Machida Takes Out Evans In a Dominating Display

shoguncdnCorrespondent IMay 24, 2009

MANCHESTER, UNITED KINGDOM - APRIL 21: Lyoto Machida of Brazil and David Heath of England in action during a Welterweight bout of the Ultimate Fighting Championship at the Manchester Evening News Arena on April 21, 2007 in Manchester, England. (Photo by Gary M. Prior/Getty Images).

In the beginning the UFC had a mission: To find out which style of martial arts would reign supreme. Since then the sport of MMA has developed but somewhere along the way the "Martial Arts" portion of the equation was sometimes lost.

Too often fights today resemble little more than your average back street brawl...behind a tattoo parlor. To be fair there are the exceptions to the rule, fighters like Georges St. Pierre and Anderson Silva, who do spend the time honing and studying their craft, resulting in a devastating combination of precision, power and speed.

After tonight we can definitively add Lyoto Machida to that list as he put on a clinic of true martial arts against a game, but ultimately outmatched Rashad Evans.

After a slow beginning to the fight, where the fighters took their time testing each other, Machida scored a knockdown in the first round with a nice body kick followed by a straight left. Evans recovered but was never able to mount any kind of attack.

Machida let his hands go in the second round. Displaying patient, yet persistent pressure, Machida knocked out Evans with a series of hard punches late in the second round, leaving the former champion unconscious in a heap against the octagon.

Despite the pre-fight predictions from some corners that Machida would not be able to handle Evans' speed, it was in fact Machida who looked quicker in the ring. The "Dragon" was able to strike first, often setting up his punches with a kick, and then dance out of the way leaving Evans swinging wildly at nothing but air. Perhaps "The Ghost" would be a better nickname for the Brazilian.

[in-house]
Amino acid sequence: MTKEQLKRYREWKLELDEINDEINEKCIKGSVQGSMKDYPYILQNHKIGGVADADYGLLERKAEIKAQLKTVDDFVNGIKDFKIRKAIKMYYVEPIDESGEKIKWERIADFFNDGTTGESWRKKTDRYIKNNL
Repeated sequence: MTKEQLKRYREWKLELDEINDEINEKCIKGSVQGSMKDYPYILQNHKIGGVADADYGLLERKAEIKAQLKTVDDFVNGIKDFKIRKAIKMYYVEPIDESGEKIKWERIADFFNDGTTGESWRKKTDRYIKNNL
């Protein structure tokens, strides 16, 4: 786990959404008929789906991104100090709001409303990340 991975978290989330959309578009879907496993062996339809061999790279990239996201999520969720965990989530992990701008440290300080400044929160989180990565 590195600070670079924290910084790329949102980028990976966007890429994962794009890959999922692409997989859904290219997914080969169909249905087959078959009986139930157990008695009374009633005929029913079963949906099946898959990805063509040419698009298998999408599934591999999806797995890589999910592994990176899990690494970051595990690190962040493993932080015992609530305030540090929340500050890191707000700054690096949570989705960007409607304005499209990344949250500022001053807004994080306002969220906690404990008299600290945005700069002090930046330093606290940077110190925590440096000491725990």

It was not only Machida's speed that was impressive, but also his precision. Some thought that Machida would not be able to hit Evans because of his footwork and head movement. At the end of the day Evans' movement just delayed the inevitable as Machida patiently stalked the champion from the opening bell and showed what an accurate striker he truly is, rarely missing with his hands or feet.

Machida probably surprised his own fans with his dominance, especially as he pursued Evans for much of the fight instead of his using his usual counter punching. Evans' camp seemed to believe that forcing Machida to be the pursuer would open him up to a counter attack. Instead all it seemed to do was allow Machida the time and space to pick his shots, which he did.

This performance should put to rest any protests about Machida being a boring fighter. While he has been described as "elusive" in the past, after tonight's demolition the more apt adjective for him would be "dangerous" or “scary” or simply “the champ”.


Odds and Ends:


Someone told Sherk he had an amazing stand up game... and he believed them.


Serra and Hughes seemed to forget they were supposed to hate each other as they tried to lull each other to sleep for 3 rounds.


At one point during the fight between Krzysztof Soszynski and Andre Gusmao, they had so many tattoos between them I couldn't tell which arm belonged to who.